And here we have Prime #1 example (well, ok, maybe not "Prime #1", but certainly A Prime example)
The SEC alleges that Citigroup Global Markets structured and marketed a CDO called Class V Funding III and exercised significant influence over the selection of $500 million of the assets included in the CDO portfolio. Citigroup then took a proprietary short position against those mortgage-related assets from which it would profit if the assets declined in value. Citigroup did not disclose to investors its role in the asset selection process or that it took a short position against the assets it helped select.
Citigroup has agreed to settle the SEC’s charges by paying a total of $285 million, which will be returned to investors.
To recap, this is what happened:
As expected and designed the CDO blew up. The "investors" took a 100% loss; what they bought was valueless as it was a levered instrument and the valuation loss of the underlying assets was sufficient to wipe out their investment. Citigroup made a lot of money. The instrument performed exactly as Citigroup intended but they did not tell the people who were buying this thing that they expected they would lose every penny they put in up front. In fact they intentionally concealed their role in selecting the assets and that they had taken a short position against them!
Now the SEC steps in and they agree to "settle" this case with what amounts to a fine.
In fact the SEC press release claims that Citigroup knew damn well what they were "selling" was fraudulently misrepresented to the customers:
According to the SEC’s complaints, the Class V III transaction closed on Feb. 28, 2007. One experienced CDO trader characterized the Class V III portfolio in an e-mail as “dogsh!t” and “possibly the best short EVER!” An experienced collateral manager commented that “the portfolio is horrible.” On Nov. 7, 2007, a credit rating agency downgraded every tranche of Class V III, and on Nov. 19, 2007, Class V III was declared to be in an Event of Default. The approximately 15 investors in the Class V III transaction lost virtually their entire investments while Citigroup received fees of approximately $34 million for structuring and marketing the transaction and additionally realized net profits of at least $126 million from its short position.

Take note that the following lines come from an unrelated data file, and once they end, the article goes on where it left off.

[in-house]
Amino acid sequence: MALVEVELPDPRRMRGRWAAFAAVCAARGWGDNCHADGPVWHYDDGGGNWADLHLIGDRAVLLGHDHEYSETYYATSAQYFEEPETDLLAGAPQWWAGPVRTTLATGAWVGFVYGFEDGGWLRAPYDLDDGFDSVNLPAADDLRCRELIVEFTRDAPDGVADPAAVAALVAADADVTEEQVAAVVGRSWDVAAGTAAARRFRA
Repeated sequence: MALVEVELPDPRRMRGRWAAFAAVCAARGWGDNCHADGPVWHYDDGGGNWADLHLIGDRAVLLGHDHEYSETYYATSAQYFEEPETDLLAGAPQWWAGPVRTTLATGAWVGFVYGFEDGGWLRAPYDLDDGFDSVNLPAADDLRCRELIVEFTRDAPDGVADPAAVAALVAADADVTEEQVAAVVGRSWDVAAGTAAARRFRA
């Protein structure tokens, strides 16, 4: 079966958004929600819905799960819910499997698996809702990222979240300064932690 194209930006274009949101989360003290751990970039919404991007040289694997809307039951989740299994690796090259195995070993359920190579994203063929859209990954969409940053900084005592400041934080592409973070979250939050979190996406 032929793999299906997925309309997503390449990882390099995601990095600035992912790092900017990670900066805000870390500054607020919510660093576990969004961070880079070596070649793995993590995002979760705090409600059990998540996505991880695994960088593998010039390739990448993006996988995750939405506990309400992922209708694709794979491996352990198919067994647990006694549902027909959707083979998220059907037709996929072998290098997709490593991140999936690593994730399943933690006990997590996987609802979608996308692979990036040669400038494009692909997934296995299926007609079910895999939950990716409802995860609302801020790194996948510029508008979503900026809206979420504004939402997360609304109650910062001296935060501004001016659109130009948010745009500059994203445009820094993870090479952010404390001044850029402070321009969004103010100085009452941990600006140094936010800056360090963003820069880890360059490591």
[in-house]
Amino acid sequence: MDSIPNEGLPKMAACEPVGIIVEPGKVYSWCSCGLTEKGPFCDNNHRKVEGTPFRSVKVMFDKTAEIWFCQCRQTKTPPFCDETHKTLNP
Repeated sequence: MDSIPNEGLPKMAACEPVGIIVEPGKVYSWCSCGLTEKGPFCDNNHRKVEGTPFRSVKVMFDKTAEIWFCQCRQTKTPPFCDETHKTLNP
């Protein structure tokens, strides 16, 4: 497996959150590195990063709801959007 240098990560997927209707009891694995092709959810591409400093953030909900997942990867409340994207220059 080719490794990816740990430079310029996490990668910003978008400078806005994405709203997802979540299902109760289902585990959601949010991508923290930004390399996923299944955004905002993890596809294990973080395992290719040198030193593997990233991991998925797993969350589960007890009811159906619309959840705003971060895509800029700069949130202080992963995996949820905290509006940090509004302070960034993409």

Where are the handcuffs for the obvious false statements? This "transaction" was a clear (and successful) attempt to simply rob people.
If you or I do something like this through some fraudulent edifice we go to prison. But when a big national bank does it, we simply order them to a pay a fine when they get caught.
This makes stealing a simple business proposition: Since you will not get caught all of the time, there is no reason not to steal. Any time you do not get caught you get to keep all the loot. When you get caught you negotiate to return some of the loot.
AND WE WONDER WHY INSTITUTION ENGAGE IN THIS SORT OF BLATANT RIPOFF?
Ps: Oh yeah, there's this pesky statute of limitations problem too. Anyone note the dates? Just draw it out until you can't prosecute - on purpose. This is nothing more or less than an organized looting operation with the full participation of the government in stealing from the victims.
Where We Are, Where We're Heading (2013) - The annual 2013 Ticker
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